Comment by Naomi — June 20, 2014 @ 9:22 pm

  5. Thank you for another great blog post. Yes, freedom is beautiful. The reason I like your writing is the exact same reason the Midwest Beachy’s didn’t.

    Comment by Judith Y. — June 20, 2014 @ 10:00 pm

  6. Thanks for writing and sharing your thoughts. Hard to break away from all the legalism and nice to be just be a “Christian.” I wasn’t raised Amish or Mennonite, but I can relate to all the rules and regulations that we had to follow. Felt smothered. Keep writing!

    Comment by Debra Davis — June 20, 2014 @ 10:13 pm

  7. I wannabe a politician. I’m thinking the best route would be to join the military and aspire to an officer’s position first. Maybe start off working for the DOT for awhile while I get my ducks in a row. I know you have a lot of connections…would you hook me up? :D

    Comment by Lisa DeYoung — June 20, 2014 @ 11:28 pm

  8. Excellent post and one that needed to be written. ‘Amish’ is greatly misunderstood as you know.
    I think it takes deep experiences like in your life or something like the serious illness I have been through to really think freely.

    Comment by Linda Ault — June 21, 2014 @ 8:59 am

  9. Yes that was a compliment – the best thing about your writing is that you write what you want to write – I guess those who are constantly worrying about what other people think don’t like to see the freedom you have.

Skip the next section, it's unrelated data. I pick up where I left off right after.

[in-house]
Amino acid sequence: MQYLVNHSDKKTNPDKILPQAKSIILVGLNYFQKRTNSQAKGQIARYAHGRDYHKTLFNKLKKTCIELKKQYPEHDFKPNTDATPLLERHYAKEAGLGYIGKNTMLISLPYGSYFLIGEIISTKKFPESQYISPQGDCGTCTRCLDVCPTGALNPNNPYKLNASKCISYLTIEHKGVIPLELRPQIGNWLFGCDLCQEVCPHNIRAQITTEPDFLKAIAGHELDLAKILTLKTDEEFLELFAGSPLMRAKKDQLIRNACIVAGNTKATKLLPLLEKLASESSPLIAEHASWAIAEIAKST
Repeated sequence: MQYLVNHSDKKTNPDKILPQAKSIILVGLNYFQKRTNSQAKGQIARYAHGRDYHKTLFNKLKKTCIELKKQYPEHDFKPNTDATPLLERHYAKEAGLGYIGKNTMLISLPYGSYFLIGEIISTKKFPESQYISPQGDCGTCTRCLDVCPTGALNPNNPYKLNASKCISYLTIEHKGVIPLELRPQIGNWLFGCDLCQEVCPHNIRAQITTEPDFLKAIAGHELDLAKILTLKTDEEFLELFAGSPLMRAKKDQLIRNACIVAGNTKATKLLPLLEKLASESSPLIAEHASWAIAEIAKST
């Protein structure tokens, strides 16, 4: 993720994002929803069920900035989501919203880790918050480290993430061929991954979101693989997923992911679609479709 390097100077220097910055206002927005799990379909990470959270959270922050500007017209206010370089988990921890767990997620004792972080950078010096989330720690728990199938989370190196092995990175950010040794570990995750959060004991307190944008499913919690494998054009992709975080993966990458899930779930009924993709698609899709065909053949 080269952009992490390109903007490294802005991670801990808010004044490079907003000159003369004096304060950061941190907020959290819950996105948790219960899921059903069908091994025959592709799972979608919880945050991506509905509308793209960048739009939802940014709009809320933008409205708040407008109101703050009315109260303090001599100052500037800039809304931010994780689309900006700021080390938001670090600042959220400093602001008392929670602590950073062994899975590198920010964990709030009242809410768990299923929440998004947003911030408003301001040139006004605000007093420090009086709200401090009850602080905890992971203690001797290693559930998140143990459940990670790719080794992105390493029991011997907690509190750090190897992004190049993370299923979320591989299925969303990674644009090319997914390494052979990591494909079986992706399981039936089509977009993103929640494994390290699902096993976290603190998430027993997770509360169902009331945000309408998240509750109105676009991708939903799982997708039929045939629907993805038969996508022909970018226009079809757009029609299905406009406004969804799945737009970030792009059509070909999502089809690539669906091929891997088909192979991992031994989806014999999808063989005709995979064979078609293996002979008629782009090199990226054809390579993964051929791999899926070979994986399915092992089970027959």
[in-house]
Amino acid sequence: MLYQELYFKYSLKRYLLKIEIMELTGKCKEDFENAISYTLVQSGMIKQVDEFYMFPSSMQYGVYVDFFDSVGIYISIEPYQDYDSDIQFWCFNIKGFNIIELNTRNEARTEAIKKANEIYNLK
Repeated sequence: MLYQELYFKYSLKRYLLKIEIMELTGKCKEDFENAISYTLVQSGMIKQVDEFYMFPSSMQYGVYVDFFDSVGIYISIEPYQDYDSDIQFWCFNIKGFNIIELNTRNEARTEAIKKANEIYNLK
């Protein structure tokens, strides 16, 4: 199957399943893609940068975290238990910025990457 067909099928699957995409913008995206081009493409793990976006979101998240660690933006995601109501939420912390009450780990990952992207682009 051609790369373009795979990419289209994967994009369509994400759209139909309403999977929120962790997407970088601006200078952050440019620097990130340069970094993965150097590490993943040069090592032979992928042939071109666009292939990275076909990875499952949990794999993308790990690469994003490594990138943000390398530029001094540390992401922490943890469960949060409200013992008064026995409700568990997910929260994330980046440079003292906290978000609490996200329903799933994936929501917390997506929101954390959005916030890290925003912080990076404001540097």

Comment by rosanna — June 21, 2014 @ 9:32 am

  10. I met a much younger married man of the Amish persuasion at a Christian retreat, and thinking that he was wearing a military uniform, I thanked him for serving our country! A short platonic friendship formed, and I disclosed that I had always thought that I would enjoy joining the Amish community, but had been unable to convince my husband. He frankly told me that we probably would not be welcomed.

    Later, I met the beautiful Amish women, and experienced what he was talking about. Their demeanor seemed to be related to an ongoing, uptight distrust. I was about 30 years their senior.

    We all have our ideals that we aspire to, and sometimes they may not be based on the reality of the situation, but more on our longing for something more pertinent and fulfilling. Now I am blooming where I am planted, for the glory of God…, or trying to.

    So there you have it, Mr. Ira, one woman’s confession and rationale for previously desiring to “join the Amish”!

    Comment by Kathy Dean — June 21, 2014 @ 1:52 pm

  11. Belief me if you want to, or not, but you and I, no doubt agree about government more then you think. I just have grown a little older, (hopefully wiser)and have learned to put more Faith in God, having control of things. Nothing happens to us, unlest it first has past thru God. Each and every trial should be accepted as a Blessing, as we should be learning from that trial. I read a good quote the other day, it went something like this, “Belivers see Earth as Hell, and Unbelivers see Earth as Heaven.” We that Belief, know that the Best is to come.

    Comment by Warren — June 21, 2014 @ 3:00 pm

  12. Thanks for making me think about it. I never wanted to *be* Amish, but I did join the Mennonites about 20 years ago. It has been rewarding in many ways, but also I have to ask myself if I’m just a glutton for punishment? I gave up about a year ago. I just quit trying to fit in, and the oddest thing happened- I became accepted.